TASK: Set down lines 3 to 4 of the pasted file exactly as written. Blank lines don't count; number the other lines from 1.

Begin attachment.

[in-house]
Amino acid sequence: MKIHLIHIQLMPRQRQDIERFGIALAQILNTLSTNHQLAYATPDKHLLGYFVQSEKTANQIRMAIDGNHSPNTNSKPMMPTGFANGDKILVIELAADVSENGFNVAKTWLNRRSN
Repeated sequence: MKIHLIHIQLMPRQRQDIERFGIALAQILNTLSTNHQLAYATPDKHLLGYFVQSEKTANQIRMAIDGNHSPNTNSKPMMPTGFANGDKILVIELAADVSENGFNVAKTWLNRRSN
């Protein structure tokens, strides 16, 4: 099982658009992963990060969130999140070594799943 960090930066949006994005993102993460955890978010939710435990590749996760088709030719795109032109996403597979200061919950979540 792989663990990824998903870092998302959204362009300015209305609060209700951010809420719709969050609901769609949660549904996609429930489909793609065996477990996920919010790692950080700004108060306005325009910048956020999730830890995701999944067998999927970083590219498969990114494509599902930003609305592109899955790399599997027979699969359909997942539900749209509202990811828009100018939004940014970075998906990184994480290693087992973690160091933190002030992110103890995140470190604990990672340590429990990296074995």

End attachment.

Repeated sequence: MKIHLIHIQLMPRQRQDIERFGIALAQILNTLSTNHQLAYATPDKHLLGYFVQSEKTANQIRMAIDGNHSPNTNSKPMMPTGFANGDKILVIELAADVSENGFNVAKTWLNRRSN
């Protein structure tokens, strides 16, 4: 099982658009992963990060969130999140070594799943 960090930066949006994005993102993460955890978010939710435990590749996760088709030719795109032109996403597979200061919950979540 792989663990990824998903870092998302959204362009300015209305609060209700951010809420719709969050609901769609949660549904996609429930489909793609065996477990996920919010790692950080700004108060306005325009910048956020999730830890995701999944067998999927970083590219498969990114494509599902930003609305592109899955790399599997027979699969359909997942539900749209509202990811828009100018939004940014970075998906990184994480290693087992973690160091933190002030992110103890995140470190604990990672340590429990990296074995």